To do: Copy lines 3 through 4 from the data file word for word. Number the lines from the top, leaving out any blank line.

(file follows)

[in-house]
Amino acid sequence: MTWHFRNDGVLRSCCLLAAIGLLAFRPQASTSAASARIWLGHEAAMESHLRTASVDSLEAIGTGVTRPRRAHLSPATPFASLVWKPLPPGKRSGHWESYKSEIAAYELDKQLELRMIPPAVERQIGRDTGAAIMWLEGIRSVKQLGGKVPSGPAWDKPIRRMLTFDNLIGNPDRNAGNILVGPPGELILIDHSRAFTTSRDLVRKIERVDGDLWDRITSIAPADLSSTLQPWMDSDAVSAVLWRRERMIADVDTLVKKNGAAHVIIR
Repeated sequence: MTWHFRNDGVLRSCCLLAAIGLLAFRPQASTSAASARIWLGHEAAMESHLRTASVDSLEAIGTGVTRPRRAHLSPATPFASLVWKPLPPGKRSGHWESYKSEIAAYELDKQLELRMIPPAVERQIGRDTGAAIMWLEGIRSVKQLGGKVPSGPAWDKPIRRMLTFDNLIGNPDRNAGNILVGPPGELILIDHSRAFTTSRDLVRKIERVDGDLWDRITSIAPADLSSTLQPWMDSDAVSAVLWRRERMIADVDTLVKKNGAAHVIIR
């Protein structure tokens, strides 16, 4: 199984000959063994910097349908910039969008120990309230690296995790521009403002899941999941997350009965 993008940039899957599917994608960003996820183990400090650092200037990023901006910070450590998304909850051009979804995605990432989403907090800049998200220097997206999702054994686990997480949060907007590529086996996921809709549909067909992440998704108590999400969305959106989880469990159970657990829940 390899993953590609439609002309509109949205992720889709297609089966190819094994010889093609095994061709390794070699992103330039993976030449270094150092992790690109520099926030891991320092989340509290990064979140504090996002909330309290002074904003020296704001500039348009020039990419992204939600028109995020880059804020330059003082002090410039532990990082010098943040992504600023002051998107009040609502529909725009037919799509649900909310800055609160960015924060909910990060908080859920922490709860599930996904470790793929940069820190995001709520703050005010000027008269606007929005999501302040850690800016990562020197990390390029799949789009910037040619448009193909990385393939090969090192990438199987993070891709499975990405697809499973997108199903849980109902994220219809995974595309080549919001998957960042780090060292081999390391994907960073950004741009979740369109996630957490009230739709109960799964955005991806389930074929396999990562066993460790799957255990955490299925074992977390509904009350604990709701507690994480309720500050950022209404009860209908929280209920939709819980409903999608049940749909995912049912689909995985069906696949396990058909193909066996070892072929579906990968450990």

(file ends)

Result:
Repeated sequence: MTWHFRNDGVLRSCCLLAAIGLLAFRPQASTSAASARIWLGHEAAMESHLRTASVDSLEAIGTGVTRPRRAHLSPATPFASLVWKPLPPGKRSGHWESYKSEIAAYELDKQLELRMIPPAVERQIGRDTGAAIMWLEGIRSVKQLGGKVPSGPAWDKPIRRMLTFDNLIGNPDRNAGNILVGPPGELILIDHSRAFTTSRDLVRKIERVDGDLWDRITSIAPADLSSTLQPWMDSDAVSAVLWRRERMIADVDTLVKKNGAAHVIIR
């Protein structure tokens, strides 16, 4: 199984000959063994910097349908910039969008120990309230690296995790521009403002899941999941997350009965 993008940039899957599917994608960003996820183990400090650092200037990023901006910070450590998304909850051009979804995605990432989403907090800049998200220097997206999702054994686990997480949060907007590529086996996921809709549909067909992440998704108590999400969305959106989880469990159970657990829940 390899993953590609439609002309509109949205992720889709297609089966190819094994010889093609095994061709390794070699992103330039993976030449270094150092992790690109520099926030891991320092989340509290990064979140504090996002909330309290002074904003020296704001500039348009020039990419992204939600028109995020880059804020330059003082002090410039532990990082010098943040992504600023002051998107009040609502529909725009037919799509649900909310800055609160960015924060909910990060908080859920922490709860599930996904470790793929940069820190995001709520703050005010000027008269606007929005999501302040850690800016990562020197990390390029799949789009910037040619448009193909990385393939090969090192990438199987993070891709499975990405697809499973997108199903849980109902994220219809995974595309080549919001998957960042780090060292081999390391994907960073950004741009979740369109996630957490009230739709109960799964955005991806389930074929396999990562066993460790799957255990955490299925074992977390509904009350604990709701507690994480309720500050950022209404009860209908929280209920939709819980409903999608049940749909995912049912689909995985069906696949396990058909193909066996070892072929579906990968450990």